Skiredj said Iktos has developed deep learning algorithms that can be combined to identify compounds fulfilling multiple criteria. Their AI system identifies viable compounds by learning chemical rules from large amounts of public data: for instance, there are a limited number of bonds that carbon and nitrogen can form with other atoms. Then, using data specific to a given project on potential active molecules, models are built to predict how they will perform on each individual objective. The system then uses a fitness function developed from the models to generate compounds that best meet all the criteria. "This means that you are generating a compound which fits in terms of chemical structures and also (the biological and chemical) objectives of the project," says Skiredj.
Iktos recently applied its system to a drug discovery project with 11 objectives, and was able to generate a list of promising compounds in just three weeks. Using a dataset of 880 molecules whose pharmacological activity had been tested, the best molecule identified by medicinal chemists scored well on nine of the 11 objectives. On the other hand, the deep learning algorithm generated a final shortlist of 11 promising compounds that were then tested; one was found to meet all the objectives, while two others scored highly on 10 criteria. "That's one of our success stories," says Skiredj.
The company has also just developed an AI-driven system that can help medicinal chemists synthesize new molecules. Discovering a molecule is only part of the solution, since they then have to be created. The new system "uses AI and data to come up with the recipes of these molecules, just like cooking," says Skiredj. "It's a pain point for chemists and something that our clients were asking for."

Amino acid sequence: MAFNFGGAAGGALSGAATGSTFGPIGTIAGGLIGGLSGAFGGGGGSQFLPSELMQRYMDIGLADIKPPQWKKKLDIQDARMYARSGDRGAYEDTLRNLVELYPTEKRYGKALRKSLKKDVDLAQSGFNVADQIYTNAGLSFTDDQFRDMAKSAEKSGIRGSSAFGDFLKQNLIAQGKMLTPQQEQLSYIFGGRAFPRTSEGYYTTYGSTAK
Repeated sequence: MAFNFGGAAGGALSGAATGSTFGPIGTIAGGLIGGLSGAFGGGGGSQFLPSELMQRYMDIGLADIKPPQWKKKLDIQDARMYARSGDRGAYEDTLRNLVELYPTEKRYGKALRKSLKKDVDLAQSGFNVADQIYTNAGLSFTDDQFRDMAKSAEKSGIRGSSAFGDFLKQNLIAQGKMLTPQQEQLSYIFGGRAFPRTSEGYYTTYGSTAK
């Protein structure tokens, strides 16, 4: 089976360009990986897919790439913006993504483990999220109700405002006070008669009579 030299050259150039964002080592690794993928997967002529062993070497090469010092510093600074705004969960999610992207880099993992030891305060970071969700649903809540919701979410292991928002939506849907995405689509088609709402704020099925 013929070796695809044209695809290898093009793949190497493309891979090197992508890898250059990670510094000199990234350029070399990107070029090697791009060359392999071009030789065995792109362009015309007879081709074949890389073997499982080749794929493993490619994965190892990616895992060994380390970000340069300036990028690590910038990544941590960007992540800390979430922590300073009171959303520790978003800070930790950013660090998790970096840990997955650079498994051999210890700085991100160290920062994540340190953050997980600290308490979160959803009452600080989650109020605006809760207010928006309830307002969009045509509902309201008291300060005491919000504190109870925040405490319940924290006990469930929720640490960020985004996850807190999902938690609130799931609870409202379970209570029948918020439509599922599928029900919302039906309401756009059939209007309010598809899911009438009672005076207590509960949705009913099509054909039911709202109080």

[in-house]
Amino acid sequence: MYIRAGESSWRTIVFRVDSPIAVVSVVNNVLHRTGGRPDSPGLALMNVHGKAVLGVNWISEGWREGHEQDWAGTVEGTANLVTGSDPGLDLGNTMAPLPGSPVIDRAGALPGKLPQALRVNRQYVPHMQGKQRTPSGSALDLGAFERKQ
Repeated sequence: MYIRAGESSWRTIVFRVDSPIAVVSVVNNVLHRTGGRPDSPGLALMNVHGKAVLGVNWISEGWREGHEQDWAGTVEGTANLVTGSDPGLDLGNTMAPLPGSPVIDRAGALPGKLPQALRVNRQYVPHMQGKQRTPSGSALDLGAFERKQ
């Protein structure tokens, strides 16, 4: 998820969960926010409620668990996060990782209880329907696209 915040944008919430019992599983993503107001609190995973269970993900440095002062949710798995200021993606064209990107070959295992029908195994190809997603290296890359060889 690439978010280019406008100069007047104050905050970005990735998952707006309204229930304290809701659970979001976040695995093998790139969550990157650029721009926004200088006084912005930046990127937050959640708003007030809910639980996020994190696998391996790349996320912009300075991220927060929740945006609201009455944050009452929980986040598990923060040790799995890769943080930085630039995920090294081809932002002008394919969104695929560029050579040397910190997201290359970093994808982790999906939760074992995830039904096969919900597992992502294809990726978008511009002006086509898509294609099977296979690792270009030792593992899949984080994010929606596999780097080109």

The role of AI in drug discovery has been controversial, since that role has not always been clear. In one case, a 'new' molecule found with deep learning was actually similar to the structure of an existing drug. Also, training data for the AI is chosen by medicinal chemists, so "Unless we know what exactly the machine learning algorithm did and what a human expert has done, we really cannot appreciate the contribution," says Barzilay.
However, deep learning is likely to find its place in the field and to be used increasingly. Barzilay thinks the use of deep learning use as a drug discovery tool will become commonplace in the long run, and that we will soon see a commercially available drug for which AI was involved in its discovery.
Ultimately, the way that drug discovery is done, and the steps currently used, may be completely transformed. "I think the next frontier is really to change the whole process with the capacities of machine learning," says Barzilay. "I'm a firm believer that we're going to see that soon as well."
Sandrine Ceurstemont is a freelance science writer based in London, U.K.